• A statement regarding assurances and certification required by 28 CFR 46, if applicable.

Approval Process

  1. Research protocols within the Bureau of Prisons must be approved in advance by the federal Bureau Research Review Board (“BRRB”), and by the warden of the individual facility in which the research is to be conducted.
  2. No medical experimentation, cosmetic research or pharmaceutical testing is permitted.  Only research studies that advance knowledge about corrections will be considered.
  3. Research protocols may not offer incentives to inmate subjects, except for soft drinks and snacks to be consumed at the test site.  Non-confined research subjects may be offered nominal monetary recompense for time and effort provided that such subjects are 1) no longer in Bureau of Prisons custody, and 2) participating in approved research being conducted by Bureau of Prisons employees or contractors.
  4. The investigator must assume responsibility for actions of any research staff engaged to participate in the project, and all researchers must agree to abide by the rules of the institution where the research will be conducted.  Researchers must sign an acknowledgement to adhere to the regulations of the Bureau of Prisons at 28 CFR Part 512.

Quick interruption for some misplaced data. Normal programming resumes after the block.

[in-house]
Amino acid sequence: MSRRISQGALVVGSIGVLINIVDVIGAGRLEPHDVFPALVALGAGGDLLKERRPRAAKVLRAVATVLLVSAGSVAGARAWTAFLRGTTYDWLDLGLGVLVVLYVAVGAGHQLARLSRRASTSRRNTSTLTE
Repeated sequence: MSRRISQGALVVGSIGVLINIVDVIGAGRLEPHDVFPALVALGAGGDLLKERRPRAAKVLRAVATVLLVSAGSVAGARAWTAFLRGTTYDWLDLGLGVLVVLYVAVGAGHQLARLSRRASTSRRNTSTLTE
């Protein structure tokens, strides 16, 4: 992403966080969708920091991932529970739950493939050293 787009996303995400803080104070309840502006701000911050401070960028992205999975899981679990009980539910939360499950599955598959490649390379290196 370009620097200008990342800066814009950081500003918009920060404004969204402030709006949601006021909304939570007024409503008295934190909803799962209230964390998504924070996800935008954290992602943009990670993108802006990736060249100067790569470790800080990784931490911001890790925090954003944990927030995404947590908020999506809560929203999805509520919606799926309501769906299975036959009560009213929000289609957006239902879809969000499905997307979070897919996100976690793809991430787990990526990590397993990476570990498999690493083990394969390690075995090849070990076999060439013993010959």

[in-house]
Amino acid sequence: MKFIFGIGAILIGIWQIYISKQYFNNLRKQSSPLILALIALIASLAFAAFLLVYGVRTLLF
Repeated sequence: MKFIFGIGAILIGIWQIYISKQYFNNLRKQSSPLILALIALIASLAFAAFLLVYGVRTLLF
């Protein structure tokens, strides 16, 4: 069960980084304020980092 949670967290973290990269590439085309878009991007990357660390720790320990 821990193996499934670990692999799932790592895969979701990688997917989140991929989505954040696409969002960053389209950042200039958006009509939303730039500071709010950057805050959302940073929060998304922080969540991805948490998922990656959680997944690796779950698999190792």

5. The investigator must agree not to provide research information that identifies a subject to any person without the subject’s prior written consent to release the information.

Research Design

Projects conducted within the Bureau of Prisons must have an adequate research design and contribute to the advancement of knowledge about corrections.

The IRB will determine that the research design is compatible with both the operations of the prison facilities and the protection of human subjects.

Informed Consent

The informed consent document for a study to be conducted in the Bureau of Prisons must include the following elements, in addition to the elements required under the Common Rule:

  • Identification of the investigators;
  • Anticipated uses of the results of the research;